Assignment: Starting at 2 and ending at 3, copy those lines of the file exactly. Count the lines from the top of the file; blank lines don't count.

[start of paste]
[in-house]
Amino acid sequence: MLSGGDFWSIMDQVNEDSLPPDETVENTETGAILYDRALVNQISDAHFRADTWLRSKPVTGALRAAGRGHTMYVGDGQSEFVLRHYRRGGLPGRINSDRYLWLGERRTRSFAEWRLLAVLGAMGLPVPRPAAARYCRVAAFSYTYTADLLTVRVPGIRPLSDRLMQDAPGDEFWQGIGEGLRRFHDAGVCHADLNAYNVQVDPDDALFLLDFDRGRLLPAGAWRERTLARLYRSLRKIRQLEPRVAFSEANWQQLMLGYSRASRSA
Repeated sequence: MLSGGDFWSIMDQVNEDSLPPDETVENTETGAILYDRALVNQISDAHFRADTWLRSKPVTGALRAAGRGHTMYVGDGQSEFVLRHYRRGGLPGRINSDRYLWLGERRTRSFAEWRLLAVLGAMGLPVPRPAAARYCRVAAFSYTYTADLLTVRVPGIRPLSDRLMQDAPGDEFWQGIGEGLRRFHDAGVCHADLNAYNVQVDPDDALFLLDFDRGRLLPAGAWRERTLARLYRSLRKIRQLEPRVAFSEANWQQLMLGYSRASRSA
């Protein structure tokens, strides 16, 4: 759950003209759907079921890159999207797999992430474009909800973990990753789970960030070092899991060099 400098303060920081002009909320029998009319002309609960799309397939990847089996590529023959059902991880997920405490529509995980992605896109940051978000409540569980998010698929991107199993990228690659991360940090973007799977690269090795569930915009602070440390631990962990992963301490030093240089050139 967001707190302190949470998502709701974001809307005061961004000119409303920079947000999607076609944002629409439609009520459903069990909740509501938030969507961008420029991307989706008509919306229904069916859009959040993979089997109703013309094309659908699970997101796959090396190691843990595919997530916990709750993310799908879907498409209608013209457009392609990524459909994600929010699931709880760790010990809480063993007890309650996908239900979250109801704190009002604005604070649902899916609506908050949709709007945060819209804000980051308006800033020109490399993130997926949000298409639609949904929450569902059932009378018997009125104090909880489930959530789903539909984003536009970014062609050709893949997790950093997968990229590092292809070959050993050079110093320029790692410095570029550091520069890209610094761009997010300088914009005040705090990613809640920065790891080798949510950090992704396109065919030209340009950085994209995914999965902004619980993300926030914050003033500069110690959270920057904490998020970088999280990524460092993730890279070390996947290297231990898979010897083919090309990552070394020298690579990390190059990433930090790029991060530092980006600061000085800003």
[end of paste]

Amino acid sequence: MLSGGDFWSIMDQVNEDSLPPDETVENTETGAILYDRALVNQISDAHFRADTWLRSKPVTGALRAAGRGHTMYVGDGQSEFVLRHYRRGGLPGRINSDRYLWLGERRTRSFAEWRLLAVLGAMGLPVPRPAAARYCRVAAFSYTYTADLLTVRVPGIRPLSDRLMQDAPGDEFWQGIGEGLRRFHDAGVCHADLNAYNVQVDPDDALFLLDFDRGRLLPAGAWRERTLARLYRSLRKIRQLEPRVAFSEANWQQLMLGYSRASRSA
Repeated sequence: MLSGGDFWSIMDQVNEDSLPPDETVENTETGAILYDRALVNQISDAHFRADTWLRSKPVTGALRAAGRGHTMYVGDGQSEFVLRHYRRGGLPGRINSDRYLWLGERRTRSFAEWRLLAVLGAMGLPVPRPAAARYCRVAAFSYTYTADLLTVRVPGIRPLSDRLMQDAPGDEFWQGIGEGLRRFHDAGVCHADLNAYNVQVDPDDALFLLDFDRGRLLPAGAWRERTLARLYRSLRKIRQLEPRVAFSEANWQQLMLGYSRASRSA